Let's say the focus of the Drive switched from new 'Pledges' to new 'Try Givers'. It seems likely to me that each of these Try Givers will take the Pledge in their own time or they'll realize the commitment was too much for them and not take it. In the case of the former, the outcome of switching is the same. In the case of the latter, it's likely that these people would have regretted taking the Pledge pre-maturely and likely will default on it at some stage. Perhaps guilt will lead them to donate more or try harder to stick with it, but I'm not sure that's really a winning outcome.

Comment author: jamie_cassidy 18 February 2017 02:24:11PM *  2 points [-]

A very interesting piece, my initial reaction to GiveWell's splitting approach was similar to yours. Via the comments in that Dec 15 blogpost on the GiveWell website we narrowed the point of disagreement between myself and Holden to the effectiveness of Good Ventures' future giving opportunities.

At some time GV hope to (and I believe will) have made themselves experts in donation, having much more information than they do now about how to give best. However, given the pace at which the world is improving through economic growth and the impact of other charitable donations, I am concerned/hopeful that there will not be such low hanging fruit as exists and has been identified by GW right now. However, I also believe the people within GW/GV/OPP have considered this and have more information than me to make the decision. Still, until convinced I remain in the belief that GV should look to contribute Z - Y to GW's top charities, where Z is the total room for more funding (in the top 5 categories of priority) and Y is the total expected amount from other donors.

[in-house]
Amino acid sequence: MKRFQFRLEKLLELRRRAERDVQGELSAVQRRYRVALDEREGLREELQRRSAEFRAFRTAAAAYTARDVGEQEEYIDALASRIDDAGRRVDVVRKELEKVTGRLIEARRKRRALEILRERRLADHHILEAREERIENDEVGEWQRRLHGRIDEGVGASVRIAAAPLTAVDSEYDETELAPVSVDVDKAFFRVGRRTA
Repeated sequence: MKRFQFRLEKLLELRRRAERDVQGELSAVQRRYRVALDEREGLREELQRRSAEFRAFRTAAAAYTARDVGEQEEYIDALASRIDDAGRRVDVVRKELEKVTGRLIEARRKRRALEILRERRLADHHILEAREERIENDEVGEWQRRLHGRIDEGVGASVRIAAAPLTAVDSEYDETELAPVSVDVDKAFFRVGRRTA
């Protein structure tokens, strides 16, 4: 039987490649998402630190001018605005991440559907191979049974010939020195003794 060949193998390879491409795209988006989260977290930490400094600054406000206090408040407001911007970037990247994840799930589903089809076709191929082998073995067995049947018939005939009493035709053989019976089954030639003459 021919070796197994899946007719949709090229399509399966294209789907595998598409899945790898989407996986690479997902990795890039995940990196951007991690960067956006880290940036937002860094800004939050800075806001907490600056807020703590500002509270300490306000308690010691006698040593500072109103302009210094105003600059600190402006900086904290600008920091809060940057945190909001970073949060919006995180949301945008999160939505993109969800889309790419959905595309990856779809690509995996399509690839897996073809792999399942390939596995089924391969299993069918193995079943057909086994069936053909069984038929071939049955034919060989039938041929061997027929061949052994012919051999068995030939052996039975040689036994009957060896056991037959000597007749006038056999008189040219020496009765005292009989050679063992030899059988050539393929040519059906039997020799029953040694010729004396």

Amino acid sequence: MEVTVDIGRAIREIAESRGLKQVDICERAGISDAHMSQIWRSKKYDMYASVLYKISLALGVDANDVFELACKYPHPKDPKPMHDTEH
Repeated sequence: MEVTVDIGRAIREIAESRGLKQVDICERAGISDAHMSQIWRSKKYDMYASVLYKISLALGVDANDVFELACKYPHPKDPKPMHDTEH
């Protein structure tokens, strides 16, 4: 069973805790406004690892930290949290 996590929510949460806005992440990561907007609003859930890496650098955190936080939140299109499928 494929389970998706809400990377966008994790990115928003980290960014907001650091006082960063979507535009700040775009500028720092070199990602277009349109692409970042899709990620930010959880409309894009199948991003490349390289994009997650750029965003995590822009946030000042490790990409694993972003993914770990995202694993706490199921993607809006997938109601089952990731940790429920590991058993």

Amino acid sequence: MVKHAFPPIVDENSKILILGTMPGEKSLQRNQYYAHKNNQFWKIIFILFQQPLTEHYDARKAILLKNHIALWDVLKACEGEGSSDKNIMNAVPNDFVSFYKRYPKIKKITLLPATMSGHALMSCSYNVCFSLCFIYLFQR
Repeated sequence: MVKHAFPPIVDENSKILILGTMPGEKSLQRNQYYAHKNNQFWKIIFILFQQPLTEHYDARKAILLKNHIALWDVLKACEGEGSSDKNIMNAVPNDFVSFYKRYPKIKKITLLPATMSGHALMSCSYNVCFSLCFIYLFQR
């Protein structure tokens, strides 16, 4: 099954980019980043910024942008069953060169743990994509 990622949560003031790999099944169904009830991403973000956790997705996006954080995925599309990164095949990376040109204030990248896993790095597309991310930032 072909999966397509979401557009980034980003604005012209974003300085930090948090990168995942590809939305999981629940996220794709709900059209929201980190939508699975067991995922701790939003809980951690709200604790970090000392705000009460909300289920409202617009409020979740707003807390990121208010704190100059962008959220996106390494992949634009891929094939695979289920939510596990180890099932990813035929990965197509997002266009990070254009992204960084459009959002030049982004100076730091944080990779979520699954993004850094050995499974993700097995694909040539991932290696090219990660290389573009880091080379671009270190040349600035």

Holden, to put it your terms I agree with your 'broad market efficiency' assumption, and I don't doubt your ability to be able to beat the market in time given the work you are putting in. However, I do believe that the market rate of return changes over time. As more competing capital flows in to Effective Altruism and the number of opportunities to cheaply saves lives diminish, the market rate is likely to be lowered dramatically. Therefore, you could end up dramatically beating the market in a number of years time, and still end up with a rate of effectiveness which is lower than the current market rate.